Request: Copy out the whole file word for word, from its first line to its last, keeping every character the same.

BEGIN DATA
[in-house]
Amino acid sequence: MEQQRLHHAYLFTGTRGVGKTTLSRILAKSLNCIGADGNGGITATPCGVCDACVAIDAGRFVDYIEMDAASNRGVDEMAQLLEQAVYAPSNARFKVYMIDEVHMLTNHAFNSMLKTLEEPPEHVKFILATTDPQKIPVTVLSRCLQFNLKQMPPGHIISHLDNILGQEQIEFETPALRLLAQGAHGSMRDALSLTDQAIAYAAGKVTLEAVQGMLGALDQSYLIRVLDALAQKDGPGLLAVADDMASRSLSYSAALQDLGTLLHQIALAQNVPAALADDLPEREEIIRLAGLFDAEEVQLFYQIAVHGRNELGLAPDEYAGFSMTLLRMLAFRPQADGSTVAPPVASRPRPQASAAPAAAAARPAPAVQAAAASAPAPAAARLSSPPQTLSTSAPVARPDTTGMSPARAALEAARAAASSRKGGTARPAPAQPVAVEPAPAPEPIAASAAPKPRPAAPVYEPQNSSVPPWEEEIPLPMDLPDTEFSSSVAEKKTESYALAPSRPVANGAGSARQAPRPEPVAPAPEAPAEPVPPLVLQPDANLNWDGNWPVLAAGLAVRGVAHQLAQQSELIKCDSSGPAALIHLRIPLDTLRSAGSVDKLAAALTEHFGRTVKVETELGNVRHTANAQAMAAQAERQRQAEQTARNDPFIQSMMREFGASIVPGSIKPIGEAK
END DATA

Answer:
[in-house]
Amino acid sequence: MEQQRLHHAYLFTGTRGVGKTTLSRILAKSLNCIGADGNGGITATPCGVCDACVAIDAGRFVDYIEMDAASNRGVDEMAQLLEQAVYAPSNARFKVYMIDEVHMLTNHAFNSMLKTLEEPPEHVKFILATTDPQKIPVTVLSRCLQFNLKQMPPGHIISHLDNILGQEQIEFETPALRLLAQGAHGSMRDALSLTDQAIAYAAGKVTLEAVQGMLGALDQSYLIRVLDALAQKDGPGLLAVADDMASRSLSYSAALQDLGTLLHQIALAQNVPAALADDLPEREEIIRLAGLFDAEEVQLFYQIAVHGRNELGLAPDEYAGFSMTLLRMLAFRPQADGSTVAPPVASRPRPQASAAPAAAAARPAPAVQAAAASAPAPAAARLSSPPQTLSTSAPVARPDTTGMSPARAALEAARAAASSRKGGTARPAPAQPVAVEPAPAPEPIAASAAPKPRPAAPVYEPQNSSVPPWEEEIPLPMDLPDTEFSSSVAEKKTESYALAPSRPVANGAGSARQAPRPEPVAPAPEAPAEPVPPLVLQPDANLNWDGNWPVLAAGLAVRGVAHQLAQQSELIKCDSSGPAALIHLRIPLDTLRSAGSVDKLAAALTEHFGRTVKVETELGNVRHTANAQAMAAQAERQRQAEQTARNDPFIQSMMREFGASIVPGSIKPIGEAK